Citing Zadvydas, Tijani, and Nadarajah, Petitioner contends that his continued detention without a bail hearing is indefinite and unreasonable, and that the sheer length of his detention violates due process. Respondents contend that Petitioner's detention is not indefinite, and note that the majority of Petitioner's detention is attributable to Petitioner's filing of a Petition for Review in the Court of Appeals for the Ninth Circuit. Respondents contend that Petitioner is being voluntarily detained, and that time which accrues during judicial review is not attributable to the government.

C. Analysis

In light of Tijani's holding that 8 U.S.C. § 1226(c) authorizes only "expedited" removal proceedings, and Nadarajah's holding that detention pursuant to general immigration statutes must be "reasonable" in the first instance, the Court must determine whether Petitioner Jose Forero-Arias' removal proceedings have been "expeditious," and whether his continued detention without a bail hearing is "reasonable." Tijani, 430 F.3d at 1242; Nadarajah, 433 F.3d at 1079-80. In Denmore, the United States Supreme Court held that a six month detention was authorized by 8 U.S.C. § 1226(c), and thus, at minimum, six months must be considered reasonable and expeditious. Denmore, 538 U.S. at 530-01. In Tijani, the Court of Appeals held that a removal proceeding of two years and four months was not "expeditious," and ordered a bail hearing. Tijani, 430 F.3d at 1242. Of the two years and four months at issue in Tijani, at least a year accrued while the petitioner's order of removal was before the Ninth Circuit. Id. In Nadarajah, the Court of Appeals held that a five year detention was "plainly unreasonable by any measure." Nadarajah, 443 F.3d at 1080. In Mustanich, this Court held that a more than four-year detention was neither expeditious nor reasonable. Mustanich v. Gonzales, Case No. 07CV1100 WQH (LSP), 2007 U.S. Dist. LEXIS 71401, *23-31 (S.D. Cal. Sept. 26, 2007).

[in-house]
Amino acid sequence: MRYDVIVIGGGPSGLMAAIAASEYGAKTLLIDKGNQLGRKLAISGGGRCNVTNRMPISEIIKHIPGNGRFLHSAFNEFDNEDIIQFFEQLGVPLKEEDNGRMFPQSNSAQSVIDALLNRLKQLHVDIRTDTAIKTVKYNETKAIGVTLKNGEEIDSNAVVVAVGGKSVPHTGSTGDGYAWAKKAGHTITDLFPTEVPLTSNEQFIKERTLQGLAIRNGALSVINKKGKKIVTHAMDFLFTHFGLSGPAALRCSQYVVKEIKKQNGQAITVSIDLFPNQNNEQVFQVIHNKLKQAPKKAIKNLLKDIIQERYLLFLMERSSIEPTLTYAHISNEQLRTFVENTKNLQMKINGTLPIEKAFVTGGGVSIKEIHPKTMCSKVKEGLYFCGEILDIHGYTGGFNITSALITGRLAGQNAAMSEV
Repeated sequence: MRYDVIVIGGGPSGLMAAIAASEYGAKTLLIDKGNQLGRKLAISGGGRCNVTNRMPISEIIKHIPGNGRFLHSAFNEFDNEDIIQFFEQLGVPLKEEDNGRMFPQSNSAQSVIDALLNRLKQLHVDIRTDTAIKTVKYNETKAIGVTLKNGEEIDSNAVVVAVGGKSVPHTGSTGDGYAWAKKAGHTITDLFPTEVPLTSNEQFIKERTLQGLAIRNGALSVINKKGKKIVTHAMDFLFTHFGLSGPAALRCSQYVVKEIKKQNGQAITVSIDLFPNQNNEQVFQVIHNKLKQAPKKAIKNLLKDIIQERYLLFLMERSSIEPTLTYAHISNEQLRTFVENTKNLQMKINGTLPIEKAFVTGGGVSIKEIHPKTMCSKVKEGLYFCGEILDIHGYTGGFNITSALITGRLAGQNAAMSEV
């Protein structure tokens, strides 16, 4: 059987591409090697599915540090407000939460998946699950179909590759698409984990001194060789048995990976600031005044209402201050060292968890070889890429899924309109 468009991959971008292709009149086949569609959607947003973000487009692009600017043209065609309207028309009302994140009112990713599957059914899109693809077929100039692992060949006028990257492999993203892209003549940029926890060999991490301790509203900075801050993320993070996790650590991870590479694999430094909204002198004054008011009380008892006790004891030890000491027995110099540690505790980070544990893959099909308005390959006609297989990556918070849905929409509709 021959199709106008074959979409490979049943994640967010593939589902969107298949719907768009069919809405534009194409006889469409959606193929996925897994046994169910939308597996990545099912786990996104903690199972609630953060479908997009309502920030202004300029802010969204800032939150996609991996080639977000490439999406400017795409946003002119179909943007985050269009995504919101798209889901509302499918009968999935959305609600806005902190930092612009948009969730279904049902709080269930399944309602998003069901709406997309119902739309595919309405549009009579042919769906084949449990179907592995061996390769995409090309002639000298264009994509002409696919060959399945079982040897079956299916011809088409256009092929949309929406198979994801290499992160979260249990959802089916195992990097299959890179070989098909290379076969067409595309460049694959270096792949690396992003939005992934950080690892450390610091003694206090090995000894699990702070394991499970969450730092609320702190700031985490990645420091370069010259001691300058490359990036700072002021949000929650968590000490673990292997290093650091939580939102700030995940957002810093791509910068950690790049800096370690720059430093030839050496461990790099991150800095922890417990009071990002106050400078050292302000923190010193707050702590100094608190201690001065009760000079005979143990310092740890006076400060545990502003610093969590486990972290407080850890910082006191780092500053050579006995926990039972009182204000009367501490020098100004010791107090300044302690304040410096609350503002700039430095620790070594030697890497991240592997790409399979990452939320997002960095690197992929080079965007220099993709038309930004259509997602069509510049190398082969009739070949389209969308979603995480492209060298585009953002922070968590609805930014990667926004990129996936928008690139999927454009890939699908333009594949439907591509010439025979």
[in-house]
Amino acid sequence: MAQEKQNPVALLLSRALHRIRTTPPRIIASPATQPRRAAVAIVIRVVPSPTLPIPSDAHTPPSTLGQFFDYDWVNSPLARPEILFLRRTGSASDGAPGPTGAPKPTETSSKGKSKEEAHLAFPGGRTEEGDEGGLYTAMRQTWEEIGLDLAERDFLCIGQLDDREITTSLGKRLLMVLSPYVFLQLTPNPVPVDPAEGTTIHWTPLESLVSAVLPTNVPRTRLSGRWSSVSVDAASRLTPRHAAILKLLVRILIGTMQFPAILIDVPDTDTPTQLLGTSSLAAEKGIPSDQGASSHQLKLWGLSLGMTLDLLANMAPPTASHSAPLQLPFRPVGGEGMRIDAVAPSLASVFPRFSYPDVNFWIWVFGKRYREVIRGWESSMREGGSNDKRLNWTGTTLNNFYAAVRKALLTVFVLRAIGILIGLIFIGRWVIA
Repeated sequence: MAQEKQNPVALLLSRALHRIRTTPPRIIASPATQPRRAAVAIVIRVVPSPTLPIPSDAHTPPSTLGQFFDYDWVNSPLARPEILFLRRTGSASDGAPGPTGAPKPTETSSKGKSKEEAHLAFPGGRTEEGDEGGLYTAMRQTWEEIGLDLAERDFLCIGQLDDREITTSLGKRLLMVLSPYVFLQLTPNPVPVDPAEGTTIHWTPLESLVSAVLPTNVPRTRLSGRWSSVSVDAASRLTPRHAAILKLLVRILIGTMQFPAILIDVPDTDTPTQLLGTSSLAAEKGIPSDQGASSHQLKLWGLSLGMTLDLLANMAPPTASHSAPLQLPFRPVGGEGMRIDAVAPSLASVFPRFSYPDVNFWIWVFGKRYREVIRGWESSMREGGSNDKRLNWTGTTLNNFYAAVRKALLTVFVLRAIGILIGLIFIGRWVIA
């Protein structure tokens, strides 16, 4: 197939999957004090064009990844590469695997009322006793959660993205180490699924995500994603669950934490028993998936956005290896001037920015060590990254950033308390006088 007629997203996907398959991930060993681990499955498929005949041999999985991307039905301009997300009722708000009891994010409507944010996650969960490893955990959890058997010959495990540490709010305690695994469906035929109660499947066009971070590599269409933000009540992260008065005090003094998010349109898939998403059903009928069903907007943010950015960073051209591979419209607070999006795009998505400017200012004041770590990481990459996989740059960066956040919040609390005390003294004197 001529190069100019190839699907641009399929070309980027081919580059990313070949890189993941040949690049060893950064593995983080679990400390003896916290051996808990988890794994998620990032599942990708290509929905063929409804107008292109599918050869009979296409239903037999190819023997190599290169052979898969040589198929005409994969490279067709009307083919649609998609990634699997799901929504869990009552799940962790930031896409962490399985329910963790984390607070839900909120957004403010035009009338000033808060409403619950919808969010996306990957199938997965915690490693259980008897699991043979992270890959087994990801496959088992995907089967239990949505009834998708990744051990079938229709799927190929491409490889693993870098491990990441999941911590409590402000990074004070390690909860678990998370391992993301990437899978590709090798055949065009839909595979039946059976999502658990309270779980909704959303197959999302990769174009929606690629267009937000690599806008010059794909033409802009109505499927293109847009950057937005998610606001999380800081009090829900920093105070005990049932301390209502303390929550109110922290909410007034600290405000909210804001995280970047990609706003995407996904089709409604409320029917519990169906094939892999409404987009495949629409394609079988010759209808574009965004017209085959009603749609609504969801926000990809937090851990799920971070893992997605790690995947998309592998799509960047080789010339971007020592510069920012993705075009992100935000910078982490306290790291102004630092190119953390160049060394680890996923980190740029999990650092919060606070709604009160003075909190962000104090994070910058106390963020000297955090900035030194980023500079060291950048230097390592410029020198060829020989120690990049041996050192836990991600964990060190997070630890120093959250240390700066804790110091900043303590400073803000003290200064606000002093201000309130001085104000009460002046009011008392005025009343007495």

Respondents have detained Petitioner for three-years pursuant to 8 U.S.C. § 1226(c). Sixteen months accrued during proceedings before the IJ, five months during proceedings before the BIA, and approximately fourteen months during proceedings before the Court of Appeals for the Ninth Circuit.